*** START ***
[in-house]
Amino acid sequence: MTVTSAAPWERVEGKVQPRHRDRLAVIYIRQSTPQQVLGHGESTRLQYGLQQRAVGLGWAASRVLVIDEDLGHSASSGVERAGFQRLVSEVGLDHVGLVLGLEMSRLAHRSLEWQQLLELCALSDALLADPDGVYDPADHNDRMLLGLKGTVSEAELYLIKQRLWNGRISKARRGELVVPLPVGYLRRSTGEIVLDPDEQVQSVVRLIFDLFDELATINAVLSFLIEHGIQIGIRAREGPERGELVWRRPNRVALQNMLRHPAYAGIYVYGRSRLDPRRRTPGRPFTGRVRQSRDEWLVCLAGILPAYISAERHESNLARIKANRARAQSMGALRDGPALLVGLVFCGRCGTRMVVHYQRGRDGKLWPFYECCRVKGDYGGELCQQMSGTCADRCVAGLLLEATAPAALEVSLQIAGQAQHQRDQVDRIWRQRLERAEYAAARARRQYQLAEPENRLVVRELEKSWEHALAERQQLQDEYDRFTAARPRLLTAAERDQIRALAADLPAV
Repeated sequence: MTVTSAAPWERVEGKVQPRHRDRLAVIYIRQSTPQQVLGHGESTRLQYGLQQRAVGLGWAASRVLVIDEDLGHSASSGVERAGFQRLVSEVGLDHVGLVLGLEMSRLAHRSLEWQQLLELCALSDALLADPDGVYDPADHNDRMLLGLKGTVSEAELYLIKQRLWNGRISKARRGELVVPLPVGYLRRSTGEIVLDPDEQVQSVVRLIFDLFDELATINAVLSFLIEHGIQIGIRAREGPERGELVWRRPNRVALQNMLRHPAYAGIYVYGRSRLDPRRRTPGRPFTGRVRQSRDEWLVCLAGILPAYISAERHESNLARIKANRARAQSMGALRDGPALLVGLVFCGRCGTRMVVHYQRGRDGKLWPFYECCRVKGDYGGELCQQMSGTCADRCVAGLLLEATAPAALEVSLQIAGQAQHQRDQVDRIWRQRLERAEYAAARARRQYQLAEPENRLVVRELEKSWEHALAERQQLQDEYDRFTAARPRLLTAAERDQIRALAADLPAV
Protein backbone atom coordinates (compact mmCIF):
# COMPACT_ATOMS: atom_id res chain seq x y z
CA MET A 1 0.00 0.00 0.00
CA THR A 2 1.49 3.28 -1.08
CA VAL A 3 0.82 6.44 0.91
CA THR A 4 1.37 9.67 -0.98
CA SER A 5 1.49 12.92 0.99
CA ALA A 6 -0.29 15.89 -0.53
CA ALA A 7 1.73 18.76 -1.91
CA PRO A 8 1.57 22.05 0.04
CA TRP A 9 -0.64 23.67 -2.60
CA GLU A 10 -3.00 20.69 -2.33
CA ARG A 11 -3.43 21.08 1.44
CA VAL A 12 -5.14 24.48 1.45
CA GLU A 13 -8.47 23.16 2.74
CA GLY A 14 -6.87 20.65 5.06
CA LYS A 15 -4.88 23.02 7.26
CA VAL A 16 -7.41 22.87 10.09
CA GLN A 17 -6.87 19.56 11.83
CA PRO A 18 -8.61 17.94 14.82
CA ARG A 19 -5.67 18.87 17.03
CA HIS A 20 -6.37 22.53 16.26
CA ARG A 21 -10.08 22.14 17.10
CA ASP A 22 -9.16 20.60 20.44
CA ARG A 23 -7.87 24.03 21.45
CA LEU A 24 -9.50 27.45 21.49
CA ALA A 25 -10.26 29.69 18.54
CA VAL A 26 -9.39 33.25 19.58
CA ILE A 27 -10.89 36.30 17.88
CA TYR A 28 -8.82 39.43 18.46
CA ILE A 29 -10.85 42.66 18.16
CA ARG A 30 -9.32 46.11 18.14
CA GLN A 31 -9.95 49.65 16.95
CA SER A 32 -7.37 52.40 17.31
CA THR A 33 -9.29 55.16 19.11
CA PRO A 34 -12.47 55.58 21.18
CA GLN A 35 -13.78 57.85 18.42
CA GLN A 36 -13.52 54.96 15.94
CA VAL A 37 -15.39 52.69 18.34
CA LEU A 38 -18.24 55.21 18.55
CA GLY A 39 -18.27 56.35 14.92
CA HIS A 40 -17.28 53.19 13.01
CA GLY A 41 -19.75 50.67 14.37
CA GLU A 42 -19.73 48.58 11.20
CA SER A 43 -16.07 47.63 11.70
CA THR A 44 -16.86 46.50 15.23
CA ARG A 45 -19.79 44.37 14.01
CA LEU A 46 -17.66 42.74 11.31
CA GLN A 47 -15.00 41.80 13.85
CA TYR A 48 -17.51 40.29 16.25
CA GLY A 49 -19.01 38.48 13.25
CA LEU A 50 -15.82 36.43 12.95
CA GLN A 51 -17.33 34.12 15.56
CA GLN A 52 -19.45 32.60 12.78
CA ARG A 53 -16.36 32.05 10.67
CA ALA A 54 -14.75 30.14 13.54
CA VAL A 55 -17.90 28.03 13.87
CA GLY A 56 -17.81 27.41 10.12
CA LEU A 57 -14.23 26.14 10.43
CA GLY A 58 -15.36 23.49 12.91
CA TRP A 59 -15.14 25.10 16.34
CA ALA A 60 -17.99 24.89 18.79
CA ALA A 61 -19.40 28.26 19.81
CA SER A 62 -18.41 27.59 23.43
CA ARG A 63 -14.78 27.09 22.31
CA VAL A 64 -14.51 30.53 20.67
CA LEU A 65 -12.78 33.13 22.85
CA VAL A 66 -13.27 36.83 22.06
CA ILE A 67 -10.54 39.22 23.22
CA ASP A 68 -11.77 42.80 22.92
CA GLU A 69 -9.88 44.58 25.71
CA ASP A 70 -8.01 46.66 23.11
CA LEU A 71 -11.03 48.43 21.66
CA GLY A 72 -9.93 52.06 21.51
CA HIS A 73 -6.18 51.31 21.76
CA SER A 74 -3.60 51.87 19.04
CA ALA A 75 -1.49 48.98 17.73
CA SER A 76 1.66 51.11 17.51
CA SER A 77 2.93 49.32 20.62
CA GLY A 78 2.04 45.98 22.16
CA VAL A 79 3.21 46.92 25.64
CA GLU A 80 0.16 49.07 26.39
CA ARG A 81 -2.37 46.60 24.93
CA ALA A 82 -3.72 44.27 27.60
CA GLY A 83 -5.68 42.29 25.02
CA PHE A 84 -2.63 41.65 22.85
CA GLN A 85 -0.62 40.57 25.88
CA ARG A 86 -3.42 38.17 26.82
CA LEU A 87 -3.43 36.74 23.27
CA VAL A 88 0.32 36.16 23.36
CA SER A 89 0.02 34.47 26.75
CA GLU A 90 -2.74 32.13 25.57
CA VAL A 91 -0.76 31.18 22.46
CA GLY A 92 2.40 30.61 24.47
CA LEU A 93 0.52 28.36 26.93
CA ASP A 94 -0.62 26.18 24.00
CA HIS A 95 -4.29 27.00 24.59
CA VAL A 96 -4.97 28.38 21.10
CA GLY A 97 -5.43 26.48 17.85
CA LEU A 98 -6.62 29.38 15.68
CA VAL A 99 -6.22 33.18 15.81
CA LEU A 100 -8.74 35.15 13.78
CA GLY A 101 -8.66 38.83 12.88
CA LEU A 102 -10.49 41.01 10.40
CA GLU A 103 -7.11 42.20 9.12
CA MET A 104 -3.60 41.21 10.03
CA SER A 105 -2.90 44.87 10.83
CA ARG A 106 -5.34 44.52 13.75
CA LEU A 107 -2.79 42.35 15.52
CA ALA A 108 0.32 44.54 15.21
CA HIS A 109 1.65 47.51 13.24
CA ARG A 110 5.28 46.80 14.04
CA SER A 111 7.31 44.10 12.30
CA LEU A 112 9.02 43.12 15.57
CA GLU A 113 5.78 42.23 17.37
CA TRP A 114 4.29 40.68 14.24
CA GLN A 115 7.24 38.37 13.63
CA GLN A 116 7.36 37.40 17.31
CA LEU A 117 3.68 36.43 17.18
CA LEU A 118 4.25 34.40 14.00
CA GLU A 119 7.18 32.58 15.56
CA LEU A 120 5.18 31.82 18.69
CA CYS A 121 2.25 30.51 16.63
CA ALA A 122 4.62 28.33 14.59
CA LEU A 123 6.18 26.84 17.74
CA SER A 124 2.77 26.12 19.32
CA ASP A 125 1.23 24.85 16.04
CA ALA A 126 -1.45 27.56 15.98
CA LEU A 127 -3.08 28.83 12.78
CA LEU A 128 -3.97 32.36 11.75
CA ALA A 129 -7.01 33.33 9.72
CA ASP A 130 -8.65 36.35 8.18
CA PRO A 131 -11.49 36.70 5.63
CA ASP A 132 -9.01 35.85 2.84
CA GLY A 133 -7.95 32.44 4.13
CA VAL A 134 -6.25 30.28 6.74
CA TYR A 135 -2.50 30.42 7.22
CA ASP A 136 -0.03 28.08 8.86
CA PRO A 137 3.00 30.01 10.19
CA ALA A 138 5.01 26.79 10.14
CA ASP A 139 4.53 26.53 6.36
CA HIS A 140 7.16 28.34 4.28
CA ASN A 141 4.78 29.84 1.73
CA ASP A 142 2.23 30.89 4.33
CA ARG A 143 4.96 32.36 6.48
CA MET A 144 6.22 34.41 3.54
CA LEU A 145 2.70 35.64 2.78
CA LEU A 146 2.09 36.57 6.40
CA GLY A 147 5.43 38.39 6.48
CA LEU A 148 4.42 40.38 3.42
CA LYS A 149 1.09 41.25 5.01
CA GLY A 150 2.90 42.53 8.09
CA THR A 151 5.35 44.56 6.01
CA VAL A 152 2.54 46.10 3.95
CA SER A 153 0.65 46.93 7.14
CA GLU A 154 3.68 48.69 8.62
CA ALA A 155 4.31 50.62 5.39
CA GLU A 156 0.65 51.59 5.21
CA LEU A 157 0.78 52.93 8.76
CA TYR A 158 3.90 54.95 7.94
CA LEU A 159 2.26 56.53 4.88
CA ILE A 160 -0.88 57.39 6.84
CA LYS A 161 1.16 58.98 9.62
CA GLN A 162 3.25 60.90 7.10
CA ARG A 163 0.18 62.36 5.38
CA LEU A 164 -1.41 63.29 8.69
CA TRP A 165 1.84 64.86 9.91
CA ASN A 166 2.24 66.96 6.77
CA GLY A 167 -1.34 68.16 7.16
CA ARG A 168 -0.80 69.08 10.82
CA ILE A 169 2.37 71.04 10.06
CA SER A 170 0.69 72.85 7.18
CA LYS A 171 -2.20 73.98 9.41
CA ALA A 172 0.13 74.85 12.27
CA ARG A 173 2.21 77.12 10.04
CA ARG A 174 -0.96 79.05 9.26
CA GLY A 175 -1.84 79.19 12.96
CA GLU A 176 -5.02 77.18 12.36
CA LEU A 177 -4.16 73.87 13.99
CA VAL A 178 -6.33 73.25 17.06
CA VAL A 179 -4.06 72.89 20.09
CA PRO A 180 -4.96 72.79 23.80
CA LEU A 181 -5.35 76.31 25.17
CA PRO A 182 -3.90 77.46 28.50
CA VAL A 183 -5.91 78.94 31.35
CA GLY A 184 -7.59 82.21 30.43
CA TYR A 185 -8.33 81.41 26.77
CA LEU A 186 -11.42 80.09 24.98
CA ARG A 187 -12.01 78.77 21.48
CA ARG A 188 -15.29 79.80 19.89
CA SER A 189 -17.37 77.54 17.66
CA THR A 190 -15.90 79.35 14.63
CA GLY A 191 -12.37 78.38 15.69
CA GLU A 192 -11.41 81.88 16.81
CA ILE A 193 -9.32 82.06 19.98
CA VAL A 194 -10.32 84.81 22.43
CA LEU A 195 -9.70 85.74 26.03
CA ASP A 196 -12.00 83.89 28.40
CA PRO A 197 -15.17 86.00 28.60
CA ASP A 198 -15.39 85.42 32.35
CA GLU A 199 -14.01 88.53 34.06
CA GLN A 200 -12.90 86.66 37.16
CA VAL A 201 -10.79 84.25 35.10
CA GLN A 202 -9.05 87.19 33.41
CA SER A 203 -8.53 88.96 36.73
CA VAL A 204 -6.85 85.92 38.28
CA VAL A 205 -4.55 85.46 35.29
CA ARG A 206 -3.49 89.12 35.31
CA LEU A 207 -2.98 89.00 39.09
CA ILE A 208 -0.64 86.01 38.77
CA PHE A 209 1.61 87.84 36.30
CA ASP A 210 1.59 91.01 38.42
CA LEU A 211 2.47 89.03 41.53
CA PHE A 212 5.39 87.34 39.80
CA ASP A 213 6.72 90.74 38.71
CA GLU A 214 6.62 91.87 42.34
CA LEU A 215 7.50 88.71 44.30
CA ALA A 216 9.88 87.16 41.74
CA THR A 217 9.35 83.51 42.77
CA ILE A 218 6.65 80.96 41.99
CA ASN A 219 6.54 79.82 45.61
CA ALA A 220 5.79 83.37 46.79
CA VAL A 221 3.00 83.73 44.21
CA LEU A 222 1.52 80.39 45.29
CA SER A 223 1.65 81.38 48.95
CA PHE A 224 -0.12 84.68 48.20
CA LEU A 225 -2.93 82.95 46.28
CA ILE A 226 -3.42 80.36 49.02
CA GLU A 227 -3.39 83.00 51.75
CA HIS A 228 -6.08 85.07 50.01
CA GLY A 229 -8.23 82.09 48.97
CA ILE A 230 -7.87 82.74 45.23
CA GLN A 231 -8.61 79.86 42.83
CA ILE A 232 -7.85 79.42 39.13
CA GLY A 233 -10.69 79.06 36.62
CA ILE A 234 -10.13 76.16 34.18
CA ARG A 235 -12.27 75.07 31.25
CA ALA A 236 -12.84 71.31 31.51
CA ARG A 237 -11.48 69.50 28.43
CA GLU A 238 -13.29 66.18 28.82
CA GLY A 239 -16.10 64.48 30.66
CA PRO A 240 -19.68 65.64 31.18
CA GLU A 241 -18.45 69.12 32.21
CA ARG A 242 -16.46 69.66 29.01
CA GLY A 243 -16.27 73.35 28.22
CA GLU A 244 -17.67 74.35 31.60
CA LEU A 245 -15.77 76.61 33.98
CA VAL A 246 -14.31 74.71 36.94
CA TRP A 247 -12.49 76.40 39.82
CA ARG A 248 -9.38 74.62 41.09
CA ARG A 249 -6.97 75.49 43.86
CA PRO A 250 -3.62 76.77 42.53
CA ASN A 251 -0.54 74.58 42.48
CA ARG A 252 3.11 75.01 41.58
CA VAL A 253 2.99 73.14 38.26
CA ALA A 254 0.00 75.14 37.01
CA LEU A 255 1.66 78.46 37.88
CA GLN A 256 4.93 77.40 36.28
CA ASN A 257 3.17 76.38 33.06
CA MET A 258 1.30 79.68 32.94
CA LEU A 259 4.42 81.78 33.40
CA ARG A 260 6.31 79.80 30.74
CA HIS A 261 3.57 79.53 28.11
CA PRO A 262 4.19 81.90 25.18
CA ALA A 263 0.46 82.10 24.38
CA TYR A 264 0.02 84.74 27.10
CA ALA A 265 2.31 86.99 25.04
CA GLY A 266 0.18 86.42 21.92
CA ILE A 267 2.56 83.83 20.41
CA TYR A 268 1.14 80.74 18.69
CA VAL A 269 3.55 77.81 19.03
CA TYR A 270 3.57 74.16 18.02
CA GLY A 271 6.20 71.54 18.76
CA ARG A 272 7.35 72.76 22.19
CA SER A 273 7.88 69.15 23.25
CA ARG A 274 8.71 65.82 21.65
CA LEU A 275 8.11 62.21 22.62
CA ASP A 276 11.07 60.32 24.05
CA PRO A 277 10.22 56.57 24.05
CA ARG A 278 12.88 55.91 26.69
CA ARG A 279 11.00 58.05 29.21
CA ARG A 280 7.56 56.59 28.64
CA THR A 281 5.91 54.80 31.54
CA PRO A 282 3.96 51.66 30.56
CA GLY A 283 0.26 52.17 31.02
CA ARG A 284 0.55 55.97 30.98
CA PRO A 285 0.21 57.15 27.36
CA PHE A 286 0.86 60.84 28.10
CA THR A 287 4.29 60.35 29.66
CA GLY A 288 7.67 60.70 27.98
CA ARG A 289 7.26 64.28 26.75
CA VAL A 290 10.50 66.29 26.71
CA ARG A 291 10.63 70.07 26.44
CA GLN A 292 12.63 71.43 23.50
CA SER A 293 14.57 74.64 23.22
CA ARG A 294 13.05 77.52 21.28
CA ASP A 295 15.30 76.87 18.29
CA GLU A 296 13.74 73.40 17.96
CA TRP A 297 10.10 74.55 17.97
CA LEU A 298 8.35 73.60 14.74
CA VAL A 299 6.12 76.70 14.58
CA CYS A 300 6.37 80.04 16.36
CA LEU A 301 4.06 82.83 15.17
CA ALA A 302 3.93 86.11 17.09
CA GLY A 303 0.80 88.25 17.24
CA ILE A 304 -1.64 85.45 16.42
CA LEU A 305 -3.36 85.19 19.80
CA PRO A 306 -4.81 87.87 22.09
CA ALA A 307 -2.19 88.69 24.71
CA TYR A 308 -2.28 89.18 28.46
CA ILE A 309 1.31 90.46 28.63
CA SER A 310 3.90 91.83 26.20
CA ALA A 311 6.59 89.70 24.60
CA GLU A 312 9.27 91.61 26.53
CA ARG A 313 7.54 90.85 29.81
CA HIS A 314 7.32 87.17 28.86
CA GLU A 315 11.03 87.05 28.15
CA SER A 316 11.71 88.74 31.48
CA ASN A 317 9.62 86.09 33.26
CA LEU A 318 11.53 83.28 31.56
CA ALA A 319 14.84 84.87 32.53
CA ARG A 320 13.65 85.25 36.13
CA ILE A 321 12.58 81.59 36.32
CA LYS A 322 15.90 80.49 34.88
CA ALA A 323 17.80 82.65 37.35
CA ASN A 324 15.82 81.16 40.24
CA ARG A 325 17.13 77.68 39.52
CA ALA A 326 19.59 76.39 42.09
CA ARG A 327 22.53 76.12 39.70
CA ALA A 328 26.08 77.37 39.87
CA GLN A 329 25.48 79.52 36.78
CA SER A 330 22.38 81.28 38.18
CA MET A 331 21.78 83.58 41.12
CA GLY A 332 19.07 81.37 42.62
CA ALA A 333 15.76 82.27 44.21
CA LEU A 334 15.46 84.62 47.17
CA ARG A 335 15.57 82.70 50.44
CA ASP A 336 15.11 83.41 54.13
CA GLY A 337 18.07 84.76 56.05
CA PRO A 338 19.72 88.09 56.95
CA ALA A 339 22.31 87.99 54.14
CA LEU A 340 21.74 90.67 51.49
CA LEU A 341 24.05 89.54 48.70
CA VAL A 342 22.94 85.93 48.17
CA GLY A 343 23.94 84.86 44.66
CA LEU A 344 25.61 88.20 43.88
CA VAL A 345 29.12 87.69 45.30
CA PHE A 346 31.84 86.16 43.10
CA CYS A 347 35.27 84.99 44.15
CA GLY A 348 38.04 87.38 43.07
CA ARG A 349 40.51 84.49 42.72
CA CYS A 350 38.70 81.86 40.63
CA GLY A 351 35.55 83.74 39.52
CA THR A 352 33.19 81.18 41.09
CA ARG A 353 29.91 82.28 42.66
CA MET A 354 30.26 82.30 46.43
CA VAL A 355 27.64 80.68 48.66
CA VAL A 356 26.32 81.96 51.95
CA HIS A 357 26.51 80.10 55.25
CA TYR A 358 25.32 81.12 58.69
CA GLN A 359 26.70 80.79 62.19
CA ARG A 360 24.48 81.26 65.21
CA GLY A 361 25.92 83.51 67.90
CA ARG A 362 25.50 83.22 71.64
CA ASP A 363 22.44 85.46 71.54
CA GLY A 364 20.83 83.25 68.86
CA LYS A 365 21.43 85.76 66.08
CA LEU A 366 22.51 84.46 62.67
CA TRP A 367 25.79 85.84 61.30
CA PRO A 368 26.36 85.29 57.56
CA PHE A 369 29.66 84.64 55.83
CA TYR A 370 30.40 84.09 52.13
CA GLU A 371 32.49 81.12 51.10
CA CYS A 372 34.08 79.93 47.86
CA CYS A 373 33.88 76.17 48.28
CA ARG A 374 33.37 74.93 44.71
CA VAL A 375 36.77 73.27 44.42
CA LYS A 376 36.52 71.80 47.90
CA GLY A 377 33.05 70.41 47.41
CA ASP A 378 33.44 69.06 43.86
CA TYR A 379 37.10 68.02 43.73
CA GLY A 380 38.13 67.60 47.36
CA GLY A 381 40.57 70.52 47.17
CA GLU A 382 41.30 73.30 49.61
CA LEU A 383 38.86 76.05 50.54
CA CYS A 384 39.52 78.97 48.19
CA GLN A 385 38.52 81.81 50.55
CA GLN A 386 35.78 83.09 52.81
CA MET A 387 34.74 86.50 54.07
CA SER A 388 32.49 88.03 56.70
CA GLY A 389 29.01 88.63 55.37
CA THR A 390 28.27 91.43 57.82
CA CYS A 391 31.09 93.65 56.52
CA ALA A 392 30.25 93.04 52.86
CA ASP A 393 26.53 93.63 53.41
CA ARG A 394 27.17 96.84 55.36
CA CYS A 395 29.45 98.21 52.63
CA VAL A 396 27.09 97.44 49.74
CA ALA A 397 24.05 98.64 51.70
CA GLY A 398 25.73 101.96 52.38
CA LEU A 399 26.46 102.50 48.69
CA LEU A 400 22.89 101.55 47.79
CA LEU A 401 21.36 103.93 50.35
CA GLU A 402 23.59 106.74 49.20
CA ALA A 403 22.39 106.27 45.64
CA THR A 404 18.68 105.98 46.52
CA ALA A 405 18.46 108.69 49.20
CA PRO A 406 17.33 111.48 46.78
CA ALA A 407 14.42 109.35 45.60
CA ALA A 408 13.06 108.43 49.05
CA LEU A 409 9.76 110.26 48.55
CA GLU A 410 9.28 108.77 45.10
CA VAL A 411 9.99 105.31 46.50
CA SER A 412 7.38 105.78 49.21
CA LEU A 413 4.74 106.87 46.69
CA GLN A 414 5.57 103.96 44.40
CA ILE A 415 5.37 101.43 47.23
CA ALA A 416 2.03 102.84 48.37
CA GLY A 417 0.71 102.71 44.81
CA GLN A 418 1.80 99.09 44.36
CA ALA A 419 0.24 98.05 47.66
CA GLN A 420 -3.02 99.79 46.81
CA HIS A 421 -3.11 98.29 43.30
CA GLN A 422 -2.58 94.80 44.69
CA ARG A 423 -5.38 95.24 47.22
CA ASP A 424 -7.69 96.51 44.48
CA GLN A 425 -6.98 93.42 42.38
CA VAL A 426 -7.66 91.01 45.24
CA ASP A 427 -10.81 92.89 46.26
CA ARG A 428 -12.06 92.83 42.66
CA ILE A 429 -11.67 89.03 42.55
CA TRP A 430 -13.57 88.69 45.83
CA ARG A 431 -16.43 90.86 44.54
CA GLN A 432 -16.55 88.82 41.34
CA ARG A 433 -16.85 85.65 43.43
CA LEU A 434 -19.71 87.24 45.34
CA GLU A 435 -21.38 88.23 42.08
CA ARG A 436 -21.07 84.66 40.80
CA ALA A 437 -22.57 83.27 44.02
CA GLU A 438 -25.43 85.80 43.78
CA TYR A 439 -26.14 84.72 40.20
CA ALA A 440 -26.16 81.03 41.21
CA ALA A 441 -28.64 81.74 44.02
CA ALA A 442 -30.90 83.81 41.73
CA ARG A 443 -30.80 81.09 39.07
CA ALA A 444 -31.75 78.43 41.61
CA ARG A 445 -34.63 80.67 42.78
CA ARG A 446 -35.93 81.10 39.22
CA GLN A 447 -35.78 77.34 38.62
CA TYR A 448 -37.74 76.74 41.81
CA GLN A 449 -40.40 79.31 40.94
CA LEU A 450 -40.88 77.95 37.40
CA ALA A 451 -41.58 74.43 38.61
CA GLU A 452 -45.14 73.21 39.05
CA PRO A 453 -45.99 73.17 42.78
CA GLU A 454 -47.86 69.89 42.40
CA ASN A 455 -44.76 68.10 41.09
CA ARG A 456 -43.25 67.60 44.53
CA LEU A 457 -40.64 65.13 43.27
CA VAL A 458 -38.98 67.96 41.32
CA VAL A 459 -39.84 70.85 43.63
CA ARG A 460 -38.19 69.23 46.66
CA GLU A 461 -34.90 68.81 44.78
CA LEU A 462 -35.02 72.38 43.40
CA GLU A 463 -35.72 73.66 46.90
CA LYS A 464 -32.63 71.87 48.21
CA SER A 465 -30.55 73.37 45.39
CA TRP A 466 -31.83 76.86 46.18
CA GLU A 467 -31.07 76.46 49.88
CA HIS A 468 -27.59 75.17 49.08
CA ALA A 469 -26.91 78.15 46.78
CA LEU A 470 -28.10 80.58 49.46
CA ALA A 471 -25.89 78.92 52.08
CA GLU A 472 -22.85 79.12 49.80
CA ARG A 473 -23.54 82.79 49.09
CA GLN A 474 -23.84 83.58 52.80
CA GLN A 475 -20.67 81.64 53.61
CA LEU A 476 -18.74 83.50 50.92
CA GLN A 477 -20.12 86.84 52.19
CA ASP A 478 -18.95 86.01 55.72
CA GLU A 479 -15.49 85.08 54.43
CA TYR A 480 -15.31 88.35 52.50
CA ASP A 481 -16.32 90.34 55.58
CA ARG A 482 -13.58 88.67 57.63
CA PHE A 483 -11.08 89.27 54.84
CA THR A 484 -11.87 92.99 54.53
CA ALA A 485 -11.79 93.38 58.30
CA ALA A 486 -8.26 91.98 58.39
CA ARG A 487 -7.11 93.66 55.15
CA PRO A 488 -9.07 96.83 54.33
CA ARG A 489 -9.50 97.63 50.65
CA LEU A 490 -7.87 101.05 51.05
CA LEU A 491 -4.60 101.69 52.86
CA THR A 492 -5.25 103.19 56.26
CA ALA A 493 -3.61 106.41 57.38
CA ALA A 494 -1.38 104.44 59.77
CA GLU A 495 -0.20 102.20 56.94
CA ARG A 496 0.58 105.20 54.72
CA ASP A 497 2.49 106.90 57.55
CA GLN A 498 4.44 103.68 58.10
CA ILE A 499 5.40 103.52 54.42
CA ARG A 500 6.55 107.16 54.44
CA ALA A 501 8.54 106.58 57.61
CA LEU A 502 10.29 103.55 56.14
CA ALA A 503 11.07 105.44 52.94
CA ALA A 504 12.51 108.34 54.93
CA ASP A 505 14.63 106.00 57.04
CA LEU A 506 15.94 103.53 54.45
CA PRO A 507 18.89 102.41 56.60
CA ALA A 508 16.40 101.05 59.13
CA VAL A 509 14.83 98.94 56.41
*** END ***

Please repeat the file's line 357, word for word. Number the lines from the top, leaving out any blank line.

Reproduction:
CA THR A 352 33.19 81.18 41.09